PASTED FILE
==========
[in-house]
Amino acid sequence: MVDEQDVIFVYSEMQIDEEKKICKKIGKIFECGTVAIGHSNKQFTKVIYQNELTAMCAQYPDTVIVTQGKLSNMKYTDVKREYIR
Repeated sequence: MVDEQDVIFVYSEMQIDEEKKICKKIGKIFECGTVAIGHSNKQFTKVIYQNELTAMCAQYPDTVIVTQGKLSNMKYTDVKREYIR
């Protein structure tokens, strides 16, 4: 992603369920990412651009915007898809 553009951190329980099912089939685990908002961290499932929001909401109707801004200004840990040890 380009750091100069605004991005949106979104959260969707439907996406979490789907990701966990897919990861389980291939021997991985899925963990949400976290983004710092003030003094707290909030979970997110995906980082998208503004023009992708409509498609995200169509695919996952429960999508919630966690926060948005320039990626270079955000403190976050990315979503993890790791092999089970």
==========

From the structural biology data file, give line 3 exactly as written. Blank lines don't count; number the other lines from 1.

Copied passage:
Repeated sequence: MVDEQDVIFVYSEMQIDEEKKICKKIGKIFECGTVAIGHSNKQFTKVIYQNELTAMCAQYPDTVIVTQGKLSNMKYTDVKREYIR